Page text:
Adbusters: Occupy should call for Robin Hood tax

The magazine that played a key role in creating the movement proposes one simple demand

By Justin Elliott
Published October 18, 2011 4:25PM (EDT)

Adbusters, the lefty Canadian magazine that played a key role in starting Occupy Wall Street, is now encouraging the movement to "work to define our one great demand."

In a post on the magazine's website, the editors put forward a proposal for general assemblies (the open, decision-making bodies of the Occupy movement) to consider: demanding a 1 percent tax on financial transactions. Here's the Adbusters proposal:

On October 29, on the eve of the G20 Leaders Summit in France, let's the people of the world rise up and demand that our G20 leaders immediately impose a 1% #ROBINHOOD tax on all financial transactions and currency trades. Let's send them a clear message: We want you to slow down some of that $1.3-trillion easy money that's sloshing around the global casino each day – enough cash to fund every social program and environmental initiative in the world.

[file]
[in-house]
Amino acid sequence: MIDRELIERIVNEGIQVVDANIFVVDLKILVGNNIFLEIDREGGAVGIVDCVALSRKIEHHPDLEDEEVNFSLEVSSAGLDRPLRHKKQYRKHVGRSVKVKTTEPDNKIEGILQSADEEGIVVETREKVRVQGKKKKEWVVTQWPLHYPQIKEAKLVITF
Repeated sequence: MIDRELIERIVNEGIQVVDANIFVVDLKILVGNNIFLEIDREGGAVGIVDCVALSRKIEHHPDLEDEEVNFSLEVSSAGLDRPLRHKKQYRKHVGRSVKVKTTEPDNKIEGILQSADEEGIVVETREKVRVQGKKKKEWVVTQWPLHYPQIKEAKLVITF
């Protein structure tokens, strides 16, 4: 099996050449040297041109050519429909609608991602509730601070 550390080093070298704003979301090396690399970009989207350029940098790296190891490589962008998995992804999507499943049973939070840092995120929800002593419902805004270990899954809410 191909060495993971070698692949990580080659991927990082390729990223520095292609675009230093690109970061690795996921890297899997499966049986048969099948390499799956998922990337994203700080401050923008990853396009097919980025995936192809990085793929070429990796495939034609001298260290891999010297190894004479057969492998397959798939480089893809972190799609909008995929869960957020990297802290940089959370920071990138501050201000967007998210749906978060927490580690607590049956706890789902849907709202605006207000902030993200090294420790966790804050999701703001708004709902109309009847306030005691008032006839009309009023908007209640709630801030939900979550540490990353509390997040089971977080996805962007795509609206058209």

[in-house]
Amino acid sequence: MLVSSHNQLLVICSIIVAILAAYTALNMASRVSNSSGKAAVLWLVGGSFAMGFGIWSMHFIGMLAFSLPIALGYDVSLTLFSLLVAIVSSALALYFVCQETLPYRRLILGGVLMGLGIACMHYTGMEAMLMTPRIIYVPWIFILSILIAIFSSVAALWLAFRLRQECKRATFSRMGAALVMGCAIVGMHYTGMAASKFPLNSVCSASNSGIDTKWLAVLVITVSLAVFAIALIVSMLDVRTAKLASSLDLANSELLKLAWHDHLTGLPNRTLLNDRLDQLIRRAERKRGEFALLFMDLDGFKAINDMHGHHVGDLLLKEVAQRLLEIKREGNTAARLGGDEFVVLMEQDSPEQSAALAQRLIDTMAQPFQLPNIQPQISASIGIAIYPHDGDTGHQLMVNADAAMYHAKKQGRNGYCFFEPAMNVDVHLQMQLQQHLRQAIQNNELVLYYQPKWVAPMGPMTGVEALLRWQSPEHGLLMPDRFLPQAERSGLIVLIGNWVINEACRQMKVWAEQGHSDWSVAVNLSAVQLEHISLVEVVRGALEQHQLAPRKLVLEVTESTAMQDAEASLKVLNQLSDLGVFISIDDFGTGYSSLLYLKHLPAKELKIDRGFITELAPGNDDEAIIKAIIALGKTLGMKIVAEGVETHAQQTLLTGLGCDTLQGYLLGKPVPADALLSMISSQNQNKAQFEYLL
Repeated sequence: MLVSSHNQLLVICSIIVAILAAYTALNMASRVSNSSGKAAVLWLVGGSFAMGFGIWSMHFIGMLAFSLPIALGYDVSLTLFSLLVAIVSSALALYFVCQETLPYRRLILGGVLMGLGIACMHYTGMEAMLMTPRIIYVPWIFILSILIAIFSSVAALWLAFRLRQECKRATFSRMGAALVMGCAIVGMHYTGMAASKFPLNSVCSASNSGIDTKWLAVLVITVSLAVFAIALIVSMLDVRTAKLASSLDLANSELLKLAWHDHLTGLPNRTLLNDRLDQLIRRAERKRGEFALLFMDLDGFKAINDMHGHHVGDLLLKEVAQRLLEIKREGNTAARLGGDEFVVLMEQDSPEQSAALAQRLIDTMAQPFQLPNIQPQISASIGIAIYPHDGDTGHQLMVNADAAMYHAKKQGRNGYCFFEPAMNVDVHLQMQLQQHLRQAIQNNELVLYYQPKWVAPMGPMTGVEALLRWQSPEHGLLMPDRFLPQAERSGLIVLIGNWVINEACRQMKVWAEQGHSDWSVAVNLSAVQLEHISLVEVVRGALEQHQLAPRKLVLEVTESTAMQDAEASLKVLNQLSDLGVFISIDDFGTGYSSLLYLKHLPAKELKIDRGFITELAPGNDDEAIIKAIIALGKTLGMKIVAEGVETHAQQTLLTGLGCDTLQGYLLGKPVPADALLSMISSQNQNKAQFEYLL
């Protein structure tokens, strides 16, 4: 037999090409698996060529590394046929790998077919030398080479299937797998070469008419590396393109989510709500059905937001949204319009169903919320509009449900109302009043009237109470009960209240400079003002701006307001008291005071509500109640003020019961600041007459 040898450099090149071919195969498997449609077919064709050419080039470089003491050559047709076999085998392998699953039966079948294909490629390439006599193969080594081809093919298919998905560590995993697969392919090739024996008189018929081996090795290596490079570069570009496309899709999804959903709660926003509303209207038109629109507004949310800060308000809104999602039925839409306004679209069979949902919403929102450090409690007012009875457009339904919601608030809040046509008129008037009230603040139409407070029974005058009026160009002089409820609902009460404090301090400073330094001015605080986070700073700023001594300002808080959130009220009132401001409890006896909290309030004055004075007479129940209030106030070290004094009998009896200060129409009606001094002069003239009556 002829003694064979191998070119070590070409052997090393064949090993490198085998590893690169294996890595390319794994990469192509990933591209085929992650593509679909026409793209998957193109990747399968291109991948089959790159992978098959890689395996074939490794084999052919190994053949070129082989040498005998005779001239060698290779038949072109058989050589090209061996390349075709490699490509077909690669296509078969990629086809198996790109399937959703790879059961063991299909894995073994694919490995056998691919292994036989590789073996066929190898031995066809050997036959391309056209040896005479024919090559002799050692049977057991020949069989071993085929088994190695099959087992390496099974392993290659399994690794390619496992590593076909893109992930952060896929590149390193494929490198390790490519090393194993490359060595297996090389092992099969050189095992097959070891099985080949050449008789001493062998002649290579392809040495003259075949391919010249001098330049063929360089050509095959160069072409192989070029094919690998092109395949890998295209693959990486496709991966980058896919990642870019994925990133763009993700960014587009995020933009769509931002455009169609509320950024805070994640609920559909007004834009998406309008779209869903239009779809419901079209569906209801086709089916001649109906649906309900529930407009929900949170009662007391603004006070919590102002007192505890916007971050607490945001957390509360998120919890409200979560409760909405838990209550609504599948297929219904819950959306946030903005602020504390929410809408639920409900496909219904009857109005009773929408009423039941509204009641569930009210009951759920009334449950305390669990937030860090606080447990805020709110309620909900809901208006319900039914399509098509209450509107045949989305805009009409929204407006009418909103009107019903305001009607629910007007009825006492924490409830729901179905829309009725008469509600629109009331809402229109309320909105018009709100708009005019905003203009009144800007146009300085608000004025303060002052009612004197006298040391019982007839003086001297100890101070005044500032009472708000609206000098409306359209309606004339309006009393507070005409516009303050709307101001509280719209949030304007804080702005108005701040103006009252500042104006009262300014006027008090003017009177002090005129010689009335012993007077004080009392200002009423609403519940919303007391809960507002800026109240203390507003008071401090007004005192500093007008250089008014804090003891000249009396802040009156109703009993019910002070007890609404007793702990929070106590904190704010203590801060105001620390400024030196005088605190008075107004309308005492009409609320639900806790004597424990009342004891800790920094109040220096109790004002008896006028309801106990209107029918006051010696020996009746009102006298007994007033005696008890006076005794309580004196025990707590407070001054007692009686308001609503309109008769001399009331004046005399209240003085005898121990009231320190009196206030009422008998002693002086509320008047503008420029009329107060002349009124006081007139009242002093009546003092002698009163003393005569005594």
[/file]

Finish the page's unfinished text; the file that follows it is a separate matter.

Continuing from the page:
This is an idea that has been around for a while and has some pretty mainstream backers (a video explaining the idea is below).

Adbusters has always been on the pro-demands side of the internal debate about the future of the Occupy movement. In its original call to action, the magazine noted that part of the reason the protests in Egypt were so effective is that they had one uncomplicated demand (Mubarak must go) being repeated by a plurality of voices.

Occupy has gone in a different direction, with a good chunk of the protesters opposing the very idea of demands.

But, by virtue of its early role, Adbusters has a voice that is respected and will at least be heard within the movement. It will be interesting to see if the Robin Hood tax idea gains traction.

Justin Elliott

Justin Elliott is a reporter for ProPublica. You can follow him on Twitter @ElliottJustin

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Occupy Wall Street